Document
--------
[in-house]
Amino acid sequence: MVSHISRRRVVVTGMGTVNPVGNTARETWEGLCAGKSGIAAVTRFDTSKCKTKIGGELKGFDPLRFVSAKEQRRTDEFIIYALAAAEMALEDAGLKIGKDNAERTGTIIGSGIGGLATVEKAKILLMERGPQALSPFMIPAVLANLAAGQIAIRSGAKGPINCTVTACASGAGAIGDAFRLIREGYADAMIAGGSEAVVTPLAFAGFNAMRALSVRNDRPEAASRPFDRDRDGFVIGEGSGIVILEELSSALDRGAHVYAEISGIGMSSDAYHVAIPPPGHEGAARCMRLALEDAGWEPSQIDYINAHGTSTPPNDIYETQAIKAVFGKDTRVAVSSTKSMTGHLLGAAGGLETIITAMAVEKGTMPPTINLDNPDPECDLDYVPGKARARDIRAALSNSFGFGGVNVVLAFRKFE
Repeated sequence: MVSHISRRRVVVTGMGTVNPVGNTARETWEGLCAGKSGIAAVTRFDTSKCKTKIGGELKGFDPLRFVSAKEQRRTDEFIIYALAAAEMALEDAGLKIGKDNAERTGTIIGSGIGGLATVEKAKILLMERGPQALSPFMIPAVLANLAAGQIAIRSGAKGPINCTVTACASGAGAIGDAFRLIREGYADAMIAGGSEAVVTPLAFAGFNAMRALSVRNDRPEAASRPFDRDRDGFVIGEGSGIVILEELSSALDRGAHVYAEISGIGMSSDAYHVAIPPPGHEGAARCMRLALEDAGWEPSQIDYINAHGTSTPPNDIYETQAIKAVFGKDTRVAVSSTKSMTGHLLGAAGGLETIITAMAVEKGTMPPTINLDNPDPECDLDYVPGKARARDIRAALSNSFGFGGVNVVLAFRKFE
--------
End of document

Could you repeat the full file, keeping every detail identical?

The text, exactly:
[in-house]
Amino acid sequence: MVSHISRRRVVVTGMGTVNPVGNTARETWEGLCAGKSGIAAVTRFDTSKCKTKIGGELKGFDPLRFVSAKEQRRTDEFIIYALAAAEMALEDAGLKIGKDNAERTGTIIGSGIGGLATVEKAKILLMERGPQALSPFMIPAVLANLAAGQIAIRSGAKGPINCTVTACASGAGAIGDAFRLIREGYADAMIAGGSEAVVTPLAFAGFNAMRALSVRNDRPEAASRPFDRDRDGFVIGEGSGIVILEELSSALDRGAHVYAEISGIGMSSDAYHVAIPPPGHEGAARCMRLALEDAGWEPSQIDYINAHGTSTPPNDIYETQAIKAVFGKDTRVAVSSTKSMTGHLLGAAGGLETIITAMAVEKGTMPPTINLDNPDPECDLDYVPGKARARDIRAALSNSFGFGGVNVVLAFRKFE
Repeated sequence: MVSHISRRRVVVTGMGTVNPVGNTARETWEGLCAGKSGIAAVTRFDTSKCKTKIGGELKGFDPLRFVSAKEQRRTDEFIIYALAAAEMALEDAGLKIGKDNAERTGTIIGSGIGGLATVEKAKILLMERGPQALSPFMIPAVLANLAAGQIAIRSGAKGPINCTVTACASGAGAIGDAFRLIREGYADAMIAGGSEAVVTPLAFAGFNAMRALSVRNDRPEAASRPFDRDRDGFVIGEGSGIVILEELSSALDRGAHVYAEISGIGMSSDAYHVAIPPPGHEGAARCMRLALEDAGWEPSQIDYINAHGTSTPPNDIYETQAIKAVFGKDTRVAVSSTKSMTGHLLGAAGGLETIITAMAVEKGTMPPTINLDNPDPECDLDYVPGKARARDIRAALSNSFGFGGVNVVLAFRKFE